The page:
License Boilerplates

CCAN is supposed to be about the code, so I’ve avoided the standard GPL boilerplate comment at the top of each source file.  I reluctantly include a symlink to the full license text in each directory now, since lawyers approached me to clarify the single “License:” line in _info.  A useful discussion on the samba-technical mailing list has reinforced my view that it’s marginal clutter, but most CCAN modules now have a one-line courtesy comment such as “/* Licensed under LGPLv2.1+ – see LICENSE file for details */” at the top of each .c and .h file.

Please make a conscious choice here: if license enforcement is a high priority for your project you probably want copyright assignments, license boilerplates and click-through agreements for everyone who downloads your source code.  But if you’re spending significant time or effort on legal issues for your little coding project, you’re probably doing it wrong…

(ccanlint now scans for common license boilerplates, as well as those comments; this means we can also detect use of incompatible licenses inside modules, or dependent modules.  The former test noticed that I’d labelled the md4 module as LGPL, yet it’s actually GPL.  The latter spotted that ccan/likely (LGPL) depends on ccan/htable (GPL): legal (the whole thing is actually GPL), but misleading, as Michael Adam noted).  Automating this stuff is a clear win for a project like CCAN.  I also re-licensed a bunch of useful-but-trivial modules from LGPL to public domain, as I want the BSD modules to use them).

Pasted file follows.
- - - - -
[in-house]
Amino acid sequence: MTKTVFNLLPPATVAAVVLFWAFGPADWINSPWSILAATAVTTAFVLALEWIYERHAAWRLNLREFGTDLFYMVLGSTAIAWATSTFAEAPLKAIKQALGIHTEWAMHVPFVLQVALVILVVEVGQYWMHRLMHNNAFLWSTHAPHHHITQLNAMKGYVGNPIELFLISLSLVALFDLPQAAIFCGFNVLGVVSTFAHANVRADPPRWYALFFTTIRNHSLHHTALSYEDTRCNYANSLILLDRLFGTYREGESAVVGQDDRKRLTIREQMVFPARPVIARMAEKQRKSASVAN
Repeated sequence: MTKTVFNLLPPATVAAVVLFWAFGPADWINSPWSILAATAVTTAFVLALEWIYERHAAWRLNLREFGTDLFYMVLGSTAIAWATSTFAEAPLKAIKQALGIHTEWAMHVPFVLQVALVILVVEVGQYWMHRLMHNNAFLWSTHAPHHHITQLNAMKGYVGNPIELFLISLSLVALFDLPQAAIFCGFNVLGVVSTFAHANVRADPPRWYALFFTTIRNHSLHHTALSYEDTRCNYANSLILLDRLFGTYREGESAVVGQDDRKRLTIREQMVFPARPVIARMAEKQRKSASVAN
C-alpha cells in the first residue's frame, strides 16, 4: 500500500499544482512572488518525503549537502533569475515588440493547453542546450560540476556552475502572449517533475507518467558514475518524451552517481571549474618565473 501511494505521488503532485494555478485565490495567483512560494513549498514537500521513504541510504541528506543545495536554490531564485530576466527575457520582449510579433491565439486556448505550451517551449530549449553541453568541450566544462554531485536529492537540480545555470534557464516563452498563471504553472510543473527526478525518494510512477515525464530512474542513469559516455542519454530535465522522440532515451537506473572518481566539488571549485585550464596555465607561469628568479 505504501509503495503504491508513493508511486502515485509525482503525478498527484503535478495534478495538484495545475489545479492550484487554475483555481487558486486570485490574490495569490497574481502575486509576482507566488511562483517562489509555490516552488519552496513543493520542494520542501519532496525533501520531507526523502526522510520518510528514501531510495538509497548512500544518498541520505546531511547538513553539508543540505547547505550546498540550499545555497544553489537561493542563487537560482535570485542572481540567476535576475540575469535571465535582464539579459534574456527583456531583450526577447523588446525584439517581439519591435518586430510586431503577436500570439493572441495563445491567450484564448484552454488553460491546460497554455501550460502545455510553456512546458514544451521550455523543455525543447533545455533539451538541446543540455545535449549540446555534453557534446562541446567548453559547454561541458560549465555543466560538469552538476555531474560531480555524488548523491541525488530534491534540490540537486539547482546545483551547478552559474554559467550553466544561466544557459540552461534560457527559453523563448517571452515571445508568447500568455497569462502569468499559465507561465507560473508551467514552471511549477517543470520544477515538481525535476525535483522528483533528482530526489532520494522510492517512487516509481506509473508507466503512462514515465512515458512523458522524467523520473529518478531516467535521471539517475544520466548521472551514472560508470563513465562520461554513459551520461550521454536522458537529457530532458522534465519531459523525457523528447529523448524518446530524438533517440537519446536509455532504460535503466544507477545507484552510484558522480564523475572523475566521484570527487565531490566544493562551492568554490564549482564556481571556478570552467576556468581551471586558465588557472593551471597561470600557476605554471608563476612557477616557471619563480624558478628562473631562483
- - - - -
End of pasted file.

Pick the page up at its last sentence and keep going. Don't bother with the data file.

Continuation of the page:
4 thoughts on “License Boilerplates”

  1. Thanks Rusty! My biggest beef with CCAN was the abundance of GPL/LGPL code where I feel BSD, MIT or such makes more sense for this level of library code. I’ll scan through it again and see if there are pieces I’d like to use.

  2. Russel, does it possible to relax license for cast.h to LGPLv2.1+ ? I want to use it for libgit2, but LGPLv3 is not compatible.

  3. @Kevin: I recently released some of my simpler modules to public domain. For example, when the code is just a header, do we really want a license at all? I figured that if people really had licensing issues, then they would reimplement things with a BSD license. But perhaps they don’t get involved due to a perceived bias?

    @Kirill: That one’s mine, but it’s at least morally derived from Jan Engelhardt’s libhx, so I just checked. His code is LGPL2+, so I can relicense it for you. Though these days I don’t see any reason to avoid (L)GPL3, myself; it seems to work fine.

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